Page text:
The Last Beach, A book by Orrin H. Pilkey And J. Andrew G. Cooper
"The Last Beach" is an urgent call to save the world's beaches while there is still time. The geologists Orrin H. Pilkey and J. Andrew G. Cooper sound the alarm in this frank assessment of our current relationship with beaches and their grim future if we do not change the way we understand and treat our irreplaceable shores.
We Need to Retreat From the Beach
As ocean waters warm, the Northeast is likely to face more Sandy-like storms. And as sea levels continue to rise, the surges of these future storms will be higher and even more deadly. We can’t stop these powerful storms. But we can reduce the deaths and damage they cause… An Op Ed by Orrin H. Pilkey.
Beaches of Sleeping Bear Dunes National Lakeshore, Michigan; By William J. Neal & Gregory C. Wilson
Sleeping Bear’s recognition as one of Nature’s masterpieces of the work of glaciers, lakes, wind and water, led to its 71,000 acres being given National Lakeshore status in the National Park System in 1970. Just as significant was the designation of over 32,000 acres of that area as ‘Wilderness’ in the National Wilderness Preservation System in 2014.
Ireland, is an image from Marc Norman.
Reuters' Water's Edge Report – Part I And Part II
A Reuters analysis finds that flooding is increasing along much of the nation’s coastline, forcing many communities into costly, controversial struggles with a relentless foe. (PART I - Insidious Invasion). Despite laws intended to curb development where rising seas pose the greatest threat, Reuters finds that government is happy to help the nation indulge in its passion for beachfront living. (PART II - Against The tide).
North Carolina: The Beaches Are Moving, Video
World famous coastal geologist Orrin H. Pilkey takes us to the beach and explains why erosion has become a problem.
The world population is living, working, vacationing, increasingly conglomerating along the coasts, and standing on the front row of the greatest, most unprecedented, plastic waste tide ever faced. Washed out on our coasts in obvious and clearly visible form, the plastic pollution spectacle blatantly unveiling on our beaches is only the prelude of the greater story that unfolded further away in the world's oceans, yet mostly originating from where we stand: the land. Featured image: ©© Bastian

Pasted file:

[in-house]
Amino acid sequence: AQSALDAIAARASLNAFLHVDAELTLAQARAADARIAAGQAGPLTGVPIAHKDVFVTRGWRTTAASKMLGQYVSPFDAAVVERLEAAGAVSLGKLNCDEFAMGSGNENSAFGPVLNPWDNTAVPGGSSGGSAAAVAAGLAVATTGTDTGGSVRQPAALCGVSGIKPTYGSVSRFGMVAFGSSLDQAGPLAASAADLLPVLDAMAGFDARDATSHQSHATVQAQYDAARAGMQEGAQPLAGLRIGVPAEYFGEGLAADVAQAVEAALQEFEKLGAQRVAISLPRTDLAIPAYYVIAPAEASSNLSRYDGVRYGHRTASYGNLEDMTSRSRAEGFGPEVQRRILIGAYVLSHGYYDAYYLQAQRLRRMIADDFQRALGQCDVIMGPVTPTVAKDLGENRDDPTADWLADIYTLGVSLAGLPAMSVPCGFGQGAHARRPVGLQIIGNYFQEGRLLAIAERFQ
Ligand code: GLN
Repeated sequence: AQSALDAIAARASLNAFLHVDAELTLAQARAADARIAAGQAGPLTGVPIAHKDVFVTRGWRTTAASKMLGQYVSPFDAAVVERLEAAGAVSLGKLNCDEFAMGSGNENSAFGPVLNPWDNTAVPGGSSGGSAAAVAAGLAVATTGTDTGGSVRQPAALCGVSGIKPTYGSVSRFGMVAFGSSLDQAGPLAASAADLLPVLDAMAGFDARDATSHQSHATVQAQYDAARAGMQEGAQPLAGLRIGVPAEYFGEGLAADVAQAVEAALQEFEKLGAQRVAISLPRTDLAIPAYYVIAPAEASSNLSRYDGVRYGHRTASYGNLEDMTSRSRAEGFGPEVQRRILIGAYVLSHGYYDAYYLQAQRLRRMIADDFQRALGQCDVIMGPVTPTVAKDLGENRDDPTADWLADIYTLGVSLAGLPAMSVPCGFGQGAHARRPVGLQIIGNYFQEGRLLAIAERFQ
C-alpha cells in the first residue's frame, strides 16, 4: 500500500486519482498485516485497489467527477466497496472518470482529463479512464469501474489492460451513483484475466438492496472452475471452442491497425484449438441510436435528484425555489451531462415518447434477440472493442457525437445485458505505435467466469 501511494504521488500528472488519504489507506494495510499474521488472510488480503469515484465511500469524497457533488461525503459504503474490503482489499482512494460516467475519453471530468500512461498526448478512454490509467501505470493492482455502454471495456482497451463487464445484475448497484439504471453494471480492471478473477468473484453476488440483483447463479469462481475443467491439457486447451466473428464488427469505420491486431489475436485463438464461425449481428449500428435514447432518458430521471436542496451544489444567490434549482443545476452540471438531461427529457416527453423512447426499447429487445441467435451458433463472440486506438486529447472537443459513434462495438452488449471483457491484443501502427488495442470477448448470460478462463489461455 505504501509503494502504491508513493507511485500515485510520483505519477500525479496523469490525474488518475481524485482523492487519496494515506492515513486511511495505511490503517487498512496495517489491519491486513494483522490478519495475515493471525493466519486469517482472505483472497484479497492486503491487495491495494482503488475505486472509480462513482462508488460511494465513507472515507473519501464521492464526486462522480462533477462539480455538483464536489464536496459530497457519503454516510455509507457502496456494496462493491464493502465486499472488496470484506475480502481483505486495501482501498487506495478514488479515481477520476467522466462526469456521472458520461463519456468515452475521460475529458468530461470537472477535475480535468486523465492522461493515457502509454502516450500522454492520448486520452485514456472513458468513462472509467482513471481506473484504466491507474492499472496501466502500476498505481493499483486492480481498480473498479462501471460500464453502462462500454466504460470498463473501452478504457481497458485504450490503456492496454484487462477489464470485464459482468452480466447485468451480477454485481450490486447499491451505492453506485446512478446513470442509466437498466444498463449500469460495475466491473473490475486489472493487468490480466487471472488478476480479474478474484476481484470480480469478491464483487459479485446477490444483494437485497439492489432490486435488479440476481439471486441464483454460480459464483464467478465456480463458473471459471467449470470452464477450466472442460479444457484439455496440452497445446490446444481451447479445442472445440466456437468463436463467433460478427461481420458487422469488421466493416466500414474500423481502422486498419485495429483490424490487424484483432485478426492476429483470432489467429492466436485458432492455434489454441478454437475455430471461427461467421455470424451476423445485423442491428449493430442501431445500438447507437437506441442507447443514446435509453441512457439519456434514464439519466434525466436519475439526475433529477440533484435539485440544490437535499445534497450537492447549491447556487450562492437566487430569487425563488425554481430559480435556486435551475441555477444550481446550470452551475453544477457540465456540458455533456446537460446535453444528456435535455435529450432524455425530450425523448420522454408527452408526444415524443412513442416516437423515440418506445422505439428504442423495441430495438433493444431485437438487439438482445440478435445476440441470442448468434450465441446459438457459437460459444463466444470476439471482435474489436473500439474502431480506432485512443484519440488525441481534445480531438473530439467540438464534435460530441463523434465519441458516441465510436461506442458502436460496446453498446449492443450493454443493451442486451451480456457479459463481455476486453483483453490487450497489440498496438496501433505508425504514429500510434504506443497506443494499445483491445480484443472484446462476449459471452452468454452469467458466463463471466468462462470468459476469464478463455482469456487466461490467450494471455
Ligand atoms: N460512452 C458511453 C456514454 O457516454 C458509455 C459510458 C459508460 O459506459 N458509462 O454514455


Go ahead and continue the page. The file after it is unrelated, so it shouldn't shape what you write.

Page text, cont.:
Sand Wars, An Investigation Documentary, By Denis Delestrac
Is beach sand an infinite resource? Can the existing supply satisfy a gigantic demand fueled by construction booms? What are the consequences of intensive beach sand mining for the environment and the neighboring populations? Based on encounters with sand smugglers, corrupt politicians, unscrupulous real estate developers and environmentalists, this investigation takes us around the globe to unveil a new gold rush and a disturbing fact: the “SAND WARS” have begun.
Just Washed In
The sea bed in the Arctic deep sea is increasingly strewn with litter and plastic waste, according to researchers.
Green buildings would seem an oddity in this tiny Gulf nation which has plenty of oil and gas and, according to the International Energy Agency, the highest per capita emissions in the world, closely followed by Gulf neighbors Kuwait, Bahrain and the United Arab Emirates. But attitudes about energy use are changing across the Gulf.
Despite the frosty scenes its name evokes, Sweden has a coral reef. In fact, it formerly had three, and the last one remaining is in danger of dying out.
The world’s governments have agreed to increase funding in support of actions to halt the rate of loss of biodiversity at the eleventh meeting of the Conference of the Parties to the United Nations Convention on Biological Diversity.
The car rolls along the beach, dirty white sandy and hard, smoother than most Calcutta roads. Here the beach is the road and the road the beach, end to end across the 14km expanse…
Given the rapid rate of urbanization and the current rate of extraction of sand for construction, and the silent devastation left behind in its wake, the modern process of assigning value, economic or otherwise to this resource seems sadly inchoate and needs to be re-evaluated… By Kiran Pereira.
As the morning tide recedes at a beach near Christchurch, New Zealand, a man dressed in black arrives to go to work. After stretching and repeating his mantra, the man, Peter Donnelly, gets ready to “paint.” In the sand…
The postcards portray sand, sea and sun. But key players in the Caribbean tourism industry are warning that it’s time to shift gears away from the region’s threatened coastlines and instead promote inland attractions like biodiversity.
Sea level is rising all over the world thanks to the heat-trapping effect of greenhouse-gas emissions, but according to a new study published in the Journal of Coastal Research, the northeastern U.S. and eastern Canada have seen the ocean rise at an accelerating rate in recent decades.
Salt marshes have been disintegrating and dying over the past two decades along the U.S. Eastern seaboard and other highly developed coastlines, without anyone fully understanding why.